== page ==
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Tag: Congress

What to Expect from Mueller’s Testimony Before Congress This Week

Special counsel Robert Mueller Mueller.

By Steve Neavling
ticklethewire.com

Robert Mueller, the special counsel who investigated Russian election interference, will testify before two U.S. House committees on Wednesday.

Mueller reluctantly agreed to testify after Democrats issued a subpoena.

So what should Americans expect?

Democrats are hoping Mueller’s testimony will provide new and compelling evidence against Trump. Republicans plan to excoriate Mueller over what they consider FBI bias against the president.

If history is any indication, Mueller will be factual, dispassionate and nonpartisan.

Mueller has already said that everything he knows about the investigation is inside his 448-page report. So it’s unlikely Democrats will get dramatic, new testimony.

Mueller has repeatedly said he found no evidence that Trump colluded with Russia. But Mueller’s report makes clear that Trump may have obstructed justice and that the special counsel did not pursue charges against the president because of the Justice Department’s position that sitting presidents cannot be indicted.

On Sunday, House Intelligence Committee Chairman Adam Schiff said on Face the Nation that he plans make clear to Americans that there’s “a pretty damning set of facts that involve a presidential campaign in a close race welcoming help from a hostile foreign power.”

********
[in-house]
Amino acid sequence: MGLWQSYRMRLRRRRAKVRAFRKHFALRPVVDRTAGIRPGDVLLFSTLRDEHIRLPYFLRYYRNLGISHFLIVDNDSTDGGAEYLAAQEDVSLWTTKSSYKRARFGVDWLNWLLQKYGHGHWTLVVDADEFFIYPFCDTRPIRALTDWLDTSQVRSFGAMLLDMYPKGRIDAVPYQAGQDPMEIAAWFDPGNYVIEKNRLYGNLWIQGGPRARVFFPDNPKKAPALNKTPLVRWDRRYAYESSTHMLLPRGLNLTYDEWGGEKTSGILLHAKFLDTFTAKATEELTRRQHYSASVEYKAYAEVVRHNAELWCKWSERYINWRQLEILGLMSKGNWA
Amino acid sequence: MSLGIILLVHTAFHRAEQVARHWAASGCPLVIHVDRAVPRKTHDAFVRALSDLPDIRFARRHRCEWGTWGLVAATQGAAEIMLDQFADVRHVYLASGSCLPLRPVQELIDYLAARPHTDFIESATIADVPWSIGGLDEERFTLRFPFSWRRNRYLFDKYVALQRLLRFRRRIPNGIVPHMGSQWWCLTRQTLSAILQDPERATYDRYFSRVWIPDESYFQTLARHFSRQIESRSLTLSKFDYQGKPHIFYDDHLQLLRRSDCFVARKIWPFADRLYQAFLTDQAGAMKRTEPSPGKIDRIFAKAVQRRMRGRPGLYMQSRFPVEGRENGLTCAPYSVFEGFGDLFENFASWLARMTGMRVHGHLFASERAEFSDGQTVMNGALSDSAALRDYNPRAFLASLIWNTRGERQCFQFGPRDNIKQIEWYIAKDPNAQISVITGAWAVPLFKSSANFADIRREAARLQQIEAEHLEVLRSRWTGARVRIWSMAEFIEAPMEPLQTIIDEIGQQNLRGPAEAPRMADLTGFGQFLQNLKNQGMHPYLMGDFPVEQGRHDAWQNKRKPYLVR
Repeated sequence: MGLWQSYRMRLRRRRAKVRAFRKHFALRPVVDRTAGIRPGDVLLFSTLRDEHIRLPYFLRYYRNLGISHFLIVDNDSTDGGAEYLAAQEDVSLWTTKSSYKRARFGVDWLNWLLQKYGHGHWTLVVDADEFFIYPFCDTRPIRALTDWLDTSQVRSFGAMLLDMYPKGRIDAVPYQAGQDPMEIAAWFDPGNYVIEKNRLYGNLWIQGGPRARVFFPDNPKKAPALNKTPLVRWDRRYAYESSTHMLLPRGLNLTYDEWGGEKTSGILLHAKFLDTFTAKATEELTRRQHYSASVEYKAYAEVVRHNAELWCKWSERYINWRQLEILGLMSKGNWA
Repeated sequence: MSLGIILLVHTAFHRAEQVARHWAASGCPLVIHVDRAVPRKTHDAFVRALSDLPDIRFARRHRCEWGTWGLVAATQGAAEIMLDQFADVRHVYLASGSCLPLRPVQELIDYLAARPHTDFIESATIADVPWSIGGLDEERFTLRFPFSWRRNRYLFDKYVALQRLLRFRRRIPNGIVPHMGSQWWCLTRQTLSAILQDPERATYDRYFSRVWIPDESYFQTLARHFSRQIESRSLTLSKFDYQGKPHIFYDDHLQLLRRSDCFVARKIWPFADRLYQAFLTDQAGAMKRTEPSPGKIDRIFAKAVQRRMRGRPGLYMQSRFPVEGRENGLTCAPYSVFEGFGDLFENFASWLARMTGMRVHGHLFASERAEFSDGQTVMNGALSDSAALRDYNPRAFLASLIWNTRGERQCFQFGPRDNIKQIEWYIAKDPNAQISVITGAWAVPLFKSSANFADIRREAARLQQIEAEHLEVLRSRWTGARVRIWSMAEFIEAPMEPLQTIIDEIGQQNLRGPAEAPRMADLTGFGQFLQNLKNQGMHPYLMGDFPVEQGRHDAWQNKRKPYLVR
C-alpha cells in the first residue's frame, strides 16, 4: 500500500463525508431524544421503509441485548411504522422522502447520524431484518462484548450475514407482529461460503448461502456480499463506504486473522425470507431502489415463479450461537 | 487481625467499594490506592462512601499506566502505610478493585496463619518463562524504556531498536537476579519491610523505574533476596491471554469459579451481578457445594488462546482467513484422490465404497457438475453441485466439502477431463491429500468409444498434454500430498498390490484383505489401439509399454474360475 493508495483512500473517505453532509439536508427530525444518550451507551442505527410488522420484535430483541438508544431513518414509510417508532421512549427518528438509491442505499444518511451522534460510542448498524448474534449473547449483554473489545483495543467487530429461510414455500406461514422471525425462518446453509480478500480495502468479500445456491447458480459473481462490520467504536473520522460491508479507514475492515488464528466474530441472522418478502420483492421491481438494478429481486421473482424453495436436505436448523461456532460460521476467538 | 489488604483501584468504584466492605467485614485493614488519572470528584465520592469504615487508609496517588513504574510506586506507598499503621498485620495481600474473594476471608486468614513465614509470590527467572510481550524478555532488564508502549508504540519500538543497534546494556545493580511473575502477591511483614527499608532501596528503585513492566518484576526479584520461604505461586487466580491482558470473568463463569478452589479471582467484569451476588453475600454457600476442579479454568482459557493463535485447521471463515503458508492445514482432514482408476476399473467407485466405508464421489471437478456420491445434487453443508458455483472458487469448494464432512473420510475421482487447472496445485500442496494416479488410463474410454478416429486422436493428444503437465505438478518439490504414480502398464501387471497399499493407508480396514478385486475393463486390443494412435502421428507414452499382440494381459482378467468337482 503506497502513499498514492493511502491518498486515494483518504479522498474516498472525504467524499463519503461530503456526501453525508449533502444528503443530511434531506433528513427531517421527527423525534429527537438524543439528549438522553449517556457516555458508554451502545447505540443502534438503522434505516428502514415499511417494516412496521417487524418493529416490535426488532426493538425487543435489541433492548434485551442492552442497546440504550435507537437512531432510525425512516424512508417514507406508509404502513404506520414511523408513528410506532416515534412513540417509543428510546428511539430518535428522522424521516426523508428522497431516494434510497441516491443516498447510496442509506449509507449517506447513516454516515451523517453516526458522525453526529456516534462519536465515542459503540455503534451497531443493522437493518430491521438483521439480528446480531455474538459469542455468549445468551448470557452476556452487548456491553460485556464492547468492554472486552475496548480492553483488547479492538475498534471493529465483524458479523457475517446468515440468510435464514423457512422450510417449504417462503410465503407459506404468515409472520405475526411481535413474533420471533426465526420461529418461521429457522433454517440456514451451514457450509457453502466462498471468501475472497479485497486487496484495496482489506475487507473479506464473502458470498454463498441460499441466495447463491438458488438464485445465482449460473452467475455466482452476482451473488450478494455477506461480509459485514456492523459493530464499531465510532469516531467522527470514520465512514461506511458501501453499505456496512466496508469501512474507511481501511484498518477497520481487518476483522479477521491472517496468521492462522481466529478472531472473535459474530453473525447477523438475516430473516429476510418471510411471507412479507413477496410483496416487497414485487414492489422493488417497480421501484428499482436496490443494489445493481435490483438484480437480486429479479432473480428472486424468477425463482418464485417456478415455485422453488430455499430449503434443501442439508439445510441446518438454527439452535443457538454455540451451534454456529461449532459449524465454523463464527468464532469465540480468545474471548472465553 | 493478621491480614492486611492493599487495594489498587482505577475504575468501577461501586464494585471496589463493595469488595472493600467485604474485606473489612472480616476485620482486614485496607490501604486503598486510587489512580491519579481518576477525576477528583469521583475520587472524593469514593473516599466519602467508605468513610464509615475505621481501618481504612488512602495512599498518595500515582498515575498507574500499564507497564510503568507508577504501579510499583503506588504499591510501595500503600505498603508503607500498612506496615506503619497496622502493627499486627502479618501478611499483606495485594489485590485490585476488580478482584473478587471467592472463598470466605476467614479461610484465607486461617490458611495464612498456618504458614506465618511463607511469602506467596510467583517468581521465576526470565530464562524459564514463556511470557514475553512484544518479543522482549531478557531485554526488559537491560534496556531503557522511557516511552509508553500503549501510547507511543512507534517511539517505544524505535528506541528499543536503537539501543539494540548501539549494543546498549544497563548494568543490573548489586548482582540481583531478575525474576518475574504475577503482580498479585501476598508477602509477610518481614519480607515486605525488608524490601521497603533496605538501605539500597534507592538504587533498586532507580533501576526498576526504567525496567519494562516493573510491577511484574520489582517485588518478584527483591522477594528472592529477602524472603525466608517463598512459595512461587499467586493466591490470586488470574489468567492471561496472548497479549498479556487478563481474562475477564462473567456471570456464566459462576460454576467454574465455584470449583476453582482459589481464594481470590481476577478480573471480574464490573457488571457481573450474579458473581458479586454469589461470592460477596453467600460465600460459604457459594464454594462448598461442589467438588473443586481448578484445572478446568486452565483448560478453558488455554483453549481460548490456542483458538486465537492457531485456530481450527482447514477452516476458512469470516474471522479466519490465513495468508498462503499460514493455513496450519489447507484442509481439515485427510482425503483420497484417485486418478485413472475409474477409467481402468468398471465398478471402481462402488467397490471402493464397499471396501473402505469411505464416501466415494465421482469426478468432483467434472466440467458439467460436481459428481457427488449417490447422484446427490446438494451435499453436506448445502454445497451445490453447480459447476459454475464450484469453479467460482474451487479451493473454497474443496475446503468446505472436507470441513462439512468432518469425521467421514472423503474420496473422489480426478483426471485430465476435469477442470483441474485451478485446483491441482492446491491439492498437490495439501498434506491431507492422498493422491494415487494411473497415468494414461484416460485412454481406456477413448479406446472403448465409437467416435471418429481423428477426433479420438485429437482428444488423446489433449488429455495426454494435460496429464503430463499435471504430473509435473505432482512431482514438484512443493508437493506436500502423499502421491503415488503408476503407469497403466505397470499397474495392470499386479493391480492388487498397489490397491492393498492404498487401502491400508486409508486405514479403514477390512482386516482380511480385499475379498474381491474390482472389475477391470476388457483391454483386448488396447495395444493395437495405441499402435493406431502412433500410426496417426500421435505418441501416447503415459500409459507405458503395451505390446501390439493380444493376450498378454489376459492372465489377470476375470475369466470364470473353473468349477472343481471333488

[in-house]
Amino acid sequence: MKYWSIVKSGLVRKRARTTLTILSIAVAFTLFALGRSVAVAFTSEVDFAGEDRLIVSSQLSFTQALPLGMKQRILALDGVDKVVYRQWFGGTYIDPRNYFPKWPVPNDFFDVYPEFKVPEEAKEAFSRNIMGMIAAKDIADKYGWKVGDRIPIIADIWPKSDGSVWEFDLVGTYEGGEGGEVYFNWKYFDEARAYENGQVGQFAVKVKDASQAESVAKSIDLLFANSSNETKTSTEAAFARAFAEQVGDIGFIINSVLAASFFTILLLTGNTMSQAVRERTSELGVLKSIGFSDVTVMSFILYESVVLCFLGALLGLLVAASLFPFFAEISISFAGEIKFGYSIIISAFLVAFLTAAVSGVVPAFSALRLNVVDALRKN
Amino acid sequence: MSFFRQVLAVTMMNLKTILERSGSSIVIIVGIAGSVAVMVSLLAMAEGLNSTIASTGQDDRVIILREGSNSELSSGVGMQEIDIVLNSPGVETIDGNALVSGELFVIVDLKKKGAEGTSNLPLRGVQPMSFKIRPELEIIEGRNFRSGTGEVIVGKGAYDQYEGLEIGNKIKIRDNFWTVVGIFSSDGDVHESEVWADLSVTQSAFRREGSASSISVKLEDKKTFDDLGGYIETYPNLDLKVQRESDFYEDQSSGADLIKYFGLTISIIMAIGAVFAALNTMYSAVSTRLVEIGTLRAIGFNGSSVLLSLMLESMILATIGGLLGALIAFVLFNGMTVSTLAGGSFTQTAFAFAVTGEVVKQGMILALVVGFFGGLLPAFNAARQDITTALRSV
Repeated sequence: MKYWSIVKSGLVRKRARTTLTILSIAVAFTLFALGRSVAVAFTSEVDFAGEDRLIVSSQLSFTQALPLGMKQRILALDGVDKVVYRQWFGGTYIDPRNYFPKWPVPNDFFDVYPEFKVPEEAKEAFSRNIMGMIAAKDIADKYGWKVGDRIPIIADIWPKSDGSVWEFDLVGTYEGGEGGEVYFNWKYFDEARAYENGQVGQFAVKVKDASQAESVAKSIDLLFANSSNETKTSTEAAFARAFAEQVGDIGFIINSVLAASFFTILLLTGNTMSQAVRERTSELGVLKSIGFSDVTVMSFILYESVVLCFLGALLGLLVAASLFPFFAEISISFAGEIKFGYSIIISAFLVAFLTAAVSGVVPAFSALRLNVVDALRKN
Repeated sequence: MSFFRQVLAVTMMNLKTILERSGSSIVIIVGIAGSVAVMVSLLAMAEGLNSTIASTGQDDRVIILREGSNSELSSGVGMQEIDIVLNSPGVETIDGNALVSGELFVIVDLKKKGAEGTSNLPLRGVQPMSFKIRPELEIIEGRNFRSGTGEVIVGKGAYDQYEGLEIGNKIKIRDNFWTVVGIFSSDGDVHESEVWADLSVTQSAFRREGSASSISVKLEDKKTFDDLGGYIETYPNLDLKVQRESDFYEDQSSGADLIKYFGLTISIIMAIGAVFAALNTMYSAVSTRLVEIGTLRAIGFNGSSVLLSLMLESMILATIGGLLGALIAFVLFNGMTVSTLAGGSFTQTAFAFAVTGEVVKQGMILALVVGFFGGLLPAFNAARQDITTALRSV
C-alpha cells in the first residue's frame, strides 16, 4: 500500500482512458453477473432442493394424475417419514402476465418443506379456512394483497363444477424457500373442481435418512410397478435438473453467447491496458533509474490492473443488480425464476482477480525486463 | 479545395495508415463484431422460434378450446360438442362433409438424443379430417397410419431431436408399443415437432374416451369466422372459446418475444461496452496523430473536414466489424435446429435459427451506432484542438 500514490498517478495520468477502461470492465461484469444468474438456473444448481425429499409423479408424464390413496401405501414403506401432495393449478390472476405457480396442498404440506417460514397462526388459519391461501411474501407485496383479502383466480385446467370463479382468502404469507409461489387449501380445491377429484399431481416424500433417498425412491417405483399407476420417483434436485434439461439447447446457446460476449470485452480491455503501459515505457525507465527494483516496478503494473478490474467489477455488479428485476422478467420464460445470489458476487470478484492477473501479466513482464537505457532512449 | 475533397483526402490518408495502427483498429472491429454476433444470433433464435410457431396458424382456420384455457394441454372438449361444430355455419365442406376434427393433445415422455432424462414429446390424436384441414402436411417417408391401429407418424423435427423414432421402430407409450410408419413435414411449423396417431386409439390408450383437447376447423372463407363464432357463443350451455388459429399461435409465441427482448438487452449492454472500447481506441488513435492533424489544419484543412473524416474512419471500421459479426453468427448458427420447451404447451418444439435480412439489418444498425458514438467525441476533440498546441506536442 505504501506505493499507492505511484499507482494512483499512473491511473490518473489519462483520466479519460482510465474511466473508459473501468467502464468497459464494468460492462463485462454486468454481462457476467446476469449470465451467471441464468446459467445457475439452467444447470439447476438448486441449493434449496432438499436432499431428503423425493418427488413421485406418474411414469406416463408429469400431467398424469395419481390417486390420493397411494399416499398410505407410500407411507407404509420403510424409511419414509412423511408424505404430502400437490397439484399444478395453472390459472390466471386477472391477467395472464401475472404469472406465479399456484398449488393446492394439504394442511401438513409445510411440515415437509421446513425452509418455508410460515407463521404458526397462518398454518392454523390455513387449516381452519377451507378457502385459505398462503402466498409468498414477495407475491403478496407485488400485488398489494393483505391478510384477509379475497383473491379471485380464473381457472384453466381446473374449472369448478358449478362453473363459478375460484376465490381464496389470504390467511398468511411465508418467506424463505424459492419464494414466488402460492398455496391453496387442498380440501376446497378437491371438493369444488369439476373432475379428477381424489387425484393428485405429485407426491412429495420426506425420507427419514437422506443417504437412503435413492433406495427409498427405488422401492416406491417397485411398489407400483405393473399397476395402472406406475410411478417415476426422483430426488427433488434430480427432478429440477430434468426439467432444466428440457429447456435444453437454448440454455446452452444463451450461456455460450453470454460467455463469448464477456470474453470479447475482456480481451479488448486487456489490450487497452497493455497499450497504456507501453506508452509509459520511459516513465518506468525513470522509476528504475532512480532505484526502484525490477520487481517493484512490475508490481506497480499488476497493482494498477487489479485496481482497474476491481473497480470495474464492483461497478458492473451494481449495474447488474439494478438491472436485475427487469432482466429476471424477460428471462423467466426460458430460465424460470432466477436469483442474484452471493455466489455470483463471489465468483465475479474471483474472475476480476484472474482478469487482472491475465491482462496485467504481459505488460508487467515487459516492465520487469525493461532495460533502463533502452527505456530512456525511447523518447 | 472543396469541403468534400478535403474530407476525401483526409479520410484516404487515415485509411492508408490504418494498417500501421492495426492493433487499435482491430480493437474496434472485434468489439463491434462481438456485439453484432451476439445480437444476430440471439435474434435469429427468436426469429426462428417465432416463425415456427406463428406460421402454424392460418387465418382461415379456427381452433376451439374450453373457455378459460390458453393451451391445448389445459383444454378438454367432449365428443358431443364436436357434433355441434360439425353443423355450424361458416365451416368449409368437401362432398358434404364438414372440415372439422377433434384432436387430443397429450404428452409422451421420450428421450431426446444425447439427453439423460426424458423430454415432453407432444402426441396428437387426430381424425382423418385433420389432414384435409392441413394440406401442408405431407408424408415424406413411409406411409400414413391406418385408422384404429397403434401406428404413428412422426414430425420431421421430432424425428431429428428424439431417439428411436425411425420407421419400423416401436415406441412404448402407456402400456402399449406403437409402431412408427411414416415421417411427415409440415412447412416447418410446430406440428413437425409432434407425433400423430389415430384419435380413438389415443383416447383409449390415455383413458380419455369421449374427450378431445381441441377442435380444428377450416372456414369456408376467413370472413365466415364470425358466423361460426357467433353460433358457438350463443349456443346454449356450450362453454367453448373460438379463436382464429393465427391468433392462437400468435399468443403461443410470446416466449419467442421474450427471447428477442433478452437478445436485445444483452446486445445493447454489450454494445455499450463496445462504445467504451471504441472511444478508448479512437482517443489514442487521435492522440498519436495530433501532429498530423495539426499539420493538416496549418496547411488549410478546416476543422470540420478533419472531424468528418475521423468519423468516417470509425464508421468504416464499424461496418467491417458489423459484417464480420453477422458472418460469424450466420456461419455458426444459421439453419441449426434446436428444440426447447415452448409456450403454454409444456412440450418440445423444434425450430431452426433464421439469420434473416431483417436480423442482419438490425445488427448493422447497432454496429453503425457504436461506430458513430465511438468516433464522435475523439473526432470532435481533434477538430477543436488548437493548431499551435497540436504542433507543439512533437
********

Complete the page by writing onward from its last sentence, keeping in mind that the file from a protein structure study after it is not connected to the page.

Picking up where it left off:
“Who better to bring them to life than the man who did the investigation himself?” Schiff asked.

Reluctant Mueller to Testify Before House Committees; Trump Declares ‘Presidential Harassment’

Special counsel Robert Mueller. Photo via FBI.

By Steve Neavling
ticklethewire.com

Former special counsel Robert Mueller has reluctantly agreed to testify in open session before Congress on July 17.

Mueller will appear before the House Judiciary and Intelligence Committees after being issued a subpoena to discuss the Russia investigation.

Mueller undoubtedly will be questioned about evidence that President Trump obstructed justice. In his final report, Mueller documented 10 instances of Trump trying to thwart the investigation. But Mueller did not conclude whether the president’s actions amounted to a crime, citing a Justice Department policy preventing the indictment of a sitting president.

The decision to press forward belongs to Congress.

Last month, Mueller insisted he would not testify.